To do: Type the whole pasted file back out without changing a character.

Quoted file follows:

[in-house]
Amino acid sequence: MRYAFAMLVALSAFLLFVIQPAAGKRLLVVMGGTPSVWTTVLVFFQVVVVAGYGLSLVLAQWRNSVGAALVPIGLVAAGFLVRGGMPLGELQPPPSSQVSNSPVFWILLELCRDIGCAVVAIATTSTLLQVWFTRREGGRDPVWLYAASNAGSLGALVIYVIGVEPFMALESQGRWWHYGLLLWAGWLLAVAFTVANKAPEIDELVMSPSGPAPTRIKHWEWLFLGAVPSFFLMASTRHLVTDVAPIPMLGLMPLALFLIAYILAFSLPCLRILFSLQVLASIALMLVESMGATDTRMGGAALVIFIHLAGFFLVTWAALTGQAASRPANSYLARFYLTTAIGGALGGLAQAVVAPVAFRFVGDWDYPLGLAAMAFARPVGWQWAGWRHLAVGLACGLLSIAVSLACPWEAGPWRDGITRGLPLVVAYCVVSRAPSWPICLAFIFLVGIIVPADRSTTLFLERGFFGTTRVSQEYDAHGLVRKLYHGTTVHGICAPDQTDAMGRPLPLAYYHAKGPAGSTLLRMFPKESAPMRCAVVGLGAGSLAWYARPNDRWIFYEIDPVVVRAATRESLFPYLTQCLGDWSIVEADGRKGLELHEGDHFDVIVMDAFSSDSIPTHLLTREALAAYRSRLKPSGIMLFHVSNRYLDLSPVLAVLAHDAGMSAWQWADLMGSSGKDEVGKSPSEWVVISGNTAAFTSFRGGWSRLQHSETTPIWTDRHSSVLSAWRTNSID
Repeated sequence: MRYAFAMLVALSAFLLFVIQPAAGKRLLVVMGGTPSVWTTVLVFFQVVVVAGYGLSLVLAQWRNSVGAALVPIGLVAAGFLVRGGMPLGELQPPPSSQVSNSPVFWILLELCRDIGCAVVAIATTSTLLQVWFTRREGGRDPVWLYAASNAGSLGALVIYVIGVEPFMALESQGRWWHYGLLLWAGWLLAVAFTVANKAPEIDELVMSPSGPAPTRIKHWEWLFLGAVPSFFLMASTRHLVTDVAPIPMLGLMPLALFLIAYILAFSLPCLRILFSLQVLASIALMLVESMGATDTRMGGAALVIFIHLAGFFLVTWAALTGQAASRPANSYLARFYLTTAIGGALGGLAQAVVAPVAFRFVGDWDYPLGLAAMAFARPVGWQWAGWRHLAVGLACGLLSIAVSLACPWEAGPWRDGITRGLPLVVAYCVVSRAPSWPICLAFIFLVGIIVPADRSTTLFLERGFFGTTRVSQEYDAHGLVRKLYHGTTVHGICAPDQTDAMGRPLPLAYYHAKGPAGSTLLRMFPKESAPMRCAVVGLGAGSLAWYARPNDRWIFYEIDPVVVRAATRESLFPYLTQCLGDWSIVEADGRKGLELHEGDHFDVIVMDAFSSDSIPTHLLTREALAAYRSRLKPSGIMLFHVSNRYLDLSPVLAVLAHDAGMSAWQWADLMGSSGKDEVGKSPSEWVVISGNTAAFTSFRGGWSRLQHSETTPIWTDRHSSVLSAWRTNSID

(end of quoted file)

[in-house]
Amino acid sequence: MRYAFAMLVALSAFLLFVIQPAAGKRLLVVMGGTPSVWTTVLVFFQVVVVAGYGLSLVLAQWRNSVGAALVPIGLVAAGFLVRGGMPLGELQPPPSSQVSNSPVFWILLELCRDIGCAVVAIATTSTLLQVWFTRREGGRDPVWLYAASNAGSLGALVIYVIGVEPFMALESQGRWWHYGLLLWAGWLLAVAFTVANKAPEIDELVMSPSGPAPTRIKHWEWLFLGAVPSFFLMASTRHLVTDVAPIPMLGLMPLALFLIAYILAFSLPCLRILFSLQVLASIALMLVESMGATDTRMGGAALVIFIHLAGFFLVTWAALTGQAASRPANSYLARFYLTTAIGGALGGLAQAVVAPVAFRFVGDWDYPLGLAAMAFARPVGWQWAGWRHLAVGLACGLLSIAVSLACPWEAGPWRDGITRGLPLVVAYCVVSRAPSWPICLAFIFLVGIIVPADRSTTLFLERGFFGTTRVSQEYDAHGLVRKLYHGTTVHGICAPDQTDAMGRPLPLAYYHAKGPAGSTLLRMFPKESAPMRCAVVGLGAGSLAWYARPNDRWIFYEIDPVVVRAATRESLFPYLTQCLGDWSIVEADGRKGLELHEGDHFDVIVMDAFSSDSIPTHLLTREALAAYRSRLKPSGIMLFHVSNRYLDLSPVLAVLAHDAGMSAWQWADLMGSSGKDEVGKSPSEWVVISGNTAAFTSFRGGWSRLQHSETTPIWTDRHSSVLSAWRTNSID
Repeated sequence: MRYAFAMLVALSAFLLFVIQPAAGKRLLVVMGGTPSVWTTVLVFFQVVVVAGYGLSLVLAQWRNSVGAALVPIGLVAAGFLVRGGMPLGELQPPPSSQVSNSPVFWILLELCRDIGCAVVAIATTSTLLQVWFTRREGGRDPVWLYAASNAGSLGALVIYVIGVEPFMALESQGRWWHYGLLLWAGWLLAVAFTVANKAPEIDELVMSPSGPAPTRIKHWEWLFLGAVPSFFLMASTRHLVTDVAPIPMLGLMPLALFLIAYILAFSLPCLRILFSLQVLASIALMLVESMGATDTRMGGAALVIFIHLAGFFLVTWAALTGQAASRPANSYLARFYLTTAIGGALGGLAQAVVAPVAFRFVGDWDYPLGLAAMAFARPVGWQWAGWRHLAVGLACGLLSIAVSLACPWEAGPWRDGITRGLPLVVAYCVVSRAPSWPICLAFIFLVGIIVPADRSTTLFLERGFFGTTRVSQEYDAHGLVRKLYHGTTVHGICAPDQTDAMGRPLPLAYYHAKGPAGSTLLRMFPKESAPMRCAVVGLGAGSLAWYARPNDRWIFYEIDPVVVRAATRESLFPYLTQCLGDWSIVEADGRKGLELHEGDHFDVIVMDAFSSDSIPTHLLTREALAAYRSRLKPSGIMLFHVSNRYLDLSPVLAVLAHDAGMSAWQWADLMGSSGKDEVGKSPSEWVVISGNTAAFTSFRGGWSRLQHSETTPIWTDRHSSVLSAWRTNSID